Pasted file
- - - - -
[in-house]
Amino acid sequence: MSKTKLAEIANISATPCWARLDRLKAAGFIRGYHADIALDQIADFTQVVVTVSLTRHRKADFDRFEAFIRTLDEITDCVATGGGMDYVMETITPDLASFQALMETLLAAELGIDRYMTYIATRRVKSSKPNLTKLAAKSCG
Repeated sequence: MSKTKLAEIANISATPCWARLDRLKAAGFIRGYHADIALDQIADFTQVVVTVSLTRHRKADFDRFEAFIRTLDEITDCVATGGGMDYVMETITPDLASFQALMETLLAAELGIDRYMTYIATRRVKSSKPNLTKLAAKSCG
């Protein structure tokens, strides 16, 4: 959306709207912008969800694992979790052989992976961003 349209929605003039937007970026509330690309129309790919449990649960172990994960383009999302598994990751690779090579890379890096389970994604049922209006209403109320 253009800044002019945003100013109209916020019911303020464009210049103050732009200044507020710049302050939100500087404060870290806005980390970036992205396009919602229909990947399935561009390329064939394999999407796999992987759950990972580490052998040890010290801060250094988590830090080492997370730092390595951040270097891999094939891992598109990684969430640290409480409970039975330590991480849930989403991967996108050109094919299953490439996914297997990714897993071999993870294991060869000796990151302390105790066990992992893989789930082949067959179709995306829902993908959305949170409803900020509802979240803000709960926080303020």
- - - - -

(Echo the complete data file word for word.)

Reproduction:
[in-house]
Amino acid sequence: MSKTKLAEIANISATPCWARLDRLKAAGFIRGYHADIALDQIADFTQVVVTVSLTRHRKADFDRFEAFIRTLDEITDCVATGGGMDYVMETITPDLASFQALMETLLAAELGIDRYMTYIATRRVKSSKPNLTKLAAKSCG
Repeated sequence: MSKTKLAEIANISATPCWARLDRLKAAGFIRGYHADIALDQIADFTQVVVTVSLTRHRKADFDRFEAFIRTLDEITDCVATGGGMDYVMETITPDLASFQALMETLLAAELGIDRYMTYIATRRVKSSKPNLTKLAAKSCG
């Protein structure tokens, strides 16, 4: 959306709207912008969800694992979790052989992976961003 349209929605003039937007970026509330690309129309790919449990649960172990994960383009999302598994990751690779090579890379890096389970994604049922209006209403109320 253009800044002019945003100013109209916020019911303020464009210049103050732009200044507020710049302050939100500087404060870290806005980390970036992205396009919602229909990947399935561009390329064939394999999407796999992987759950990972580490052998040890010290801060250094988590830090080492997370730092390595951040270097891999094939891992598109990684969430640290409480409970039975330590991480849930989403991967996108050109094919299953490439996914297997990714897993071999993870294991060869000796990151302390105790066990992992893989789930082949067959179709995306829902993908959305949170409803900020509802979240803000709960926080303020």